All Indigenous individuals and groups living outside designated federal reservations were considered “fomenters of disturbance,” as the War Department put it. Following Sitting Bull’s death, military warrants of arrest were issued for leaders such as Big Foot, who was responsible for several hundred civilian refugees who had not yet turned themselves in to the designated Pine Ridge Reservation. When Big Foot heard of Sitting Bull’s death and that the army was looking for him and his people – 350 Lakotas, 230 of them women and children – he decided to lead them through the subzero weather to Pine Ridge to surrender. En route on foot, they encountered US troops. The commander ordered that they be taken to the army camp at Wounded Knee Creek, where armed soldiers surrounded them. Two Hotchkiss machine guns were mounted on the hillside, enough firepower to wipe out the whole group. During the night, Colonel James Forsyth and the Seventh Cavalry, Custer’s old regiment, arrived and took charge. These soldiers had not forgotten that Lakota relatives of these starving, unarmed refugees had killed Custer and decimated his troops at the Little Bighorn fourteen years earlier. With orders to transport the refugees to a military stockade in Omaha, Forsyth added two more Hotchkiss guns trained on the camp, then issued whiskey to his officers. The following morning, December 29, 1890, the soldiers brought the captive men out from their campsites and called for all weapons to be turned in. Searching tents, soldiers confiscated tools, such as axes and knives. Still not satisfied, the officers ordered skin searches. A Winchester rifle turned up. Its young owner did not want to part with his beloved rifle, and, when the soldiers grabbed him, the rifle fired a shot into the air. The killing began immediately. The Hotchkiss guns began firing a shell a second, mowing down everyone except a few who were able to run fast enough. Three hundred Sioux lay dead. Twenty-five soldiers were killed in “friendly fire.” Bleeding survivors were dragged into a nearby church. Being Christmastime, the sanctuary was candlelit and decked with greenery. In the front, a banner read: PEACE ON EARTH AND GOOD WILL TO MEN.
The Seventh Cavalry attack on a group of unarmed and starving Lakota refugees attempting to reach Pine Ridge to accept reservation incarceration in the frozen days of December 1890 symbolizes the end of Indigenous armed resistance in the United States. The slaughter is called a battle in US military annals. Congressional Medals of Honor were bestowed on twenty of the soldiers involved. A monument was built at Fort Riley, Kansas, to honor the soldiers killed by friendly fire. A battle streamer was created to honor the event and added to other streamers that are displayed at the Pentagon, West Point, and army bases throughout the world. L. Frank Baum, a Dakota Territory settler later famous for writing The Wonderful Wizard of Oz, edited the Aberdeen Saturday Pioneer at the time. Five days after the sickening event at Wounded Knee, on January 3, 1891, he wrote, “The Pioneer [sic] has before declared that our only safety depends upon the total extermination of the Indians. Having wronged them for centuries we had better, in order to protect our civilization, follow it up by one more wrong and wipe these untamed and untamable creatures from the face of the earth.”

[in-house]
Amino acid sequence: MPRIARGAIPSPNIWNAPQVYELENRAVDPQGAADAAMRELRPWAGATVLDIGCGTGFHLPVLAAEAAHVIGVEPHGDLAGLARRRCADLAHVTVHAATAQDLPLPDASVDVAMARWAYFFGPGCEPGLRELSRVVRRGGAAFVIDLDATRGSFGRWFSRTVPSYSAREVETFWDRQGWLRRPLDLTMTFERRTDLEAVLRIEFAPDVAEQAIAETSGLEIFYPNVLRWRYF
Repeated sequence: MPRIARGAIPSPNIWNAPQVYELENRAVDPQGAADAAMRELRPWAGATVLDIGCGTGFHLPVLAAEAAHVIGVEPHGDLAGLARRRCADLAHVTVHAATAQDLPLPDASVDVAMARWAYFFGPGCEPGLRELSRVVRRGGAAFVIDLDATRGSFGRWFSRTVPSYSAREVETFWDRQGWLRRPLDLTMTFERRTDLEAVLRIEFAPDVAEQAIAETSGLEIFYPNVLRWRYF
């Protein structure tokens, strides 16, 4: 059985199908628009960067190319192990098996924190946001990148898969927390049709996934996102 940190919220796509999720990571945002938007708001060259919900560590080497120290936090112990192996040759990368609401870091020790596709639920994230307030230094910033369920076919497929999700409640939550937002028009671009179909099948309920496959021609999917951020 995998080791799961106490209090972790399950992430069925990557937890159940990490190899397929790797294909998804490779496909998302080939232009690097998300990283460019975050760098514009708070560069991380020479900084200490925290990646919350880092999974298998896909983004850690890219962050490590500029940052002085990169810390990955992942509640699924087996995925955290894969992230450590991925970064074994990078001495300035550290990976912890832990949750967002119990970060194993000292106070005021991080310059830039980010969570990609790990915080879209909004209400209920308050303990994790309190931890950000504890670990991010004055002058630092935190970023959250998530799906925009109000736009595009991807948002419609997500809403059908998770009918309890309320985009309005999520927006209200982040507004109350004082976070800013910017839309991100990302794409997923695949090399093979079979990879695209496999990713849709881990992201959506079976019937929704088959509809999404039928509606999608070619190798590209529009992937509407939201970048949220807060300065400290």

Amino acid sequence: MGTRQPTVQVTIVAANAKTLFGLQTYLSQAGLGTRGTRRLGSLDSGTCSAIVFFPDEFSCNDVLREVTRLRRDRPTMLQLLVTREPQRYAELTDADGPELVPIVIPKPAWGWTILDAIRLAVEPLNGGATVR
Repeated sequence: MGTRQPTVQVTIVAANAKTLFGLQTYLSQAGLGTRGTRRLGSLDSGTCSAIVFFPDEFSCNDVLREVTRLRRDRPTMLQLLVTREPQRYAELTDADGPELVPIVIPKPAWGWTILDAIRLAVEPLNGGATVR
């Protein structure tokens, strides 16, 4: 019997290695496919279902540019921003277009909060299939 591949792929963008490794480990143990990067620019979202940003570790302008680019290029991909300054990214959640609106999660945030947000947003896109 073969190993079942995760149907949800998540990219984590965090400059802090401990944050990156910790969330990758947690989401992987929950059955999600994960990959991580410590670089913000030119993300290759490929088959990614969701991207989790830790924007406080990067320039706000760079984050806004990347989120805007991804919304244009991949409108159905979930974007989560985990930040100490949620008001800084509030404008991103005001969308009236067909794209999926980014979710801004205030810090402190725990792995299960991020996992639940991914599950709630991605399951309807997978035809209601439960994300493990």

Three weeks after the massacre, General Sherman had made clear that he regretted nothing of his three decades of carrying out genocide. In a press conference he held in New York City, he said, “Injins must either work or starve. They never have worked; they won’t work now, and they never will work.” A reporter asked, “But should not the government supply them with enough to keep them from starvation?” “Why,” Sherman asked in reply, “should the government support 260,000 able-bodied campers? No government that the world has ever seen has done such a thing.”
The reaction of one young man to Wounded Knee is representative but also extraordinary. Plenty Horses attended the Carlisle school from 1883 to 1888, returning home stripped of his language, facing the dire reality of the genocide of his people, with no traditional or modern means to make a living. He said, “There was no chance to get employment, nothing for me to do whereby I could earn my board and clothes, no opportunity to learn more and remain with the whites. It disheartened me and I went back to live as I had before going to school.” Historian Philip Deloria notes: “The greatest threat to the reservation program … was the disciplined Indian who refused the gift of civilization and went ‘back to the blanket,’ as Plenty Horses tried.” But it wasn’t simple for Plenty Horses to find his place. As Deloria points out, he had missed the essential period of Lakota education, which takes place between the ages of fourteen and nineteen. Due to his absence and Euro-American influence, he was suspect among his own people, and even that world was disrupted by colonialist chaos and violence. Still, Plenty Horses returned to traditional dress, grew his hair long, and participated in the Ghost Dance. He also joined a band of armed resisters, and they were present at Pine Ridge on December 29, 1890, when the bloody bodies were brought in from the Wounded Knee Massacre. A week later, he went out with forty other mounted warriors who accompanied Sioux leaders to meet Lieutenant Edward Casey for possible negotiations. The young warriors were angry, none more than Plenty Horses, who pulled out from the group and got behind Casey and shot him in the back of his head.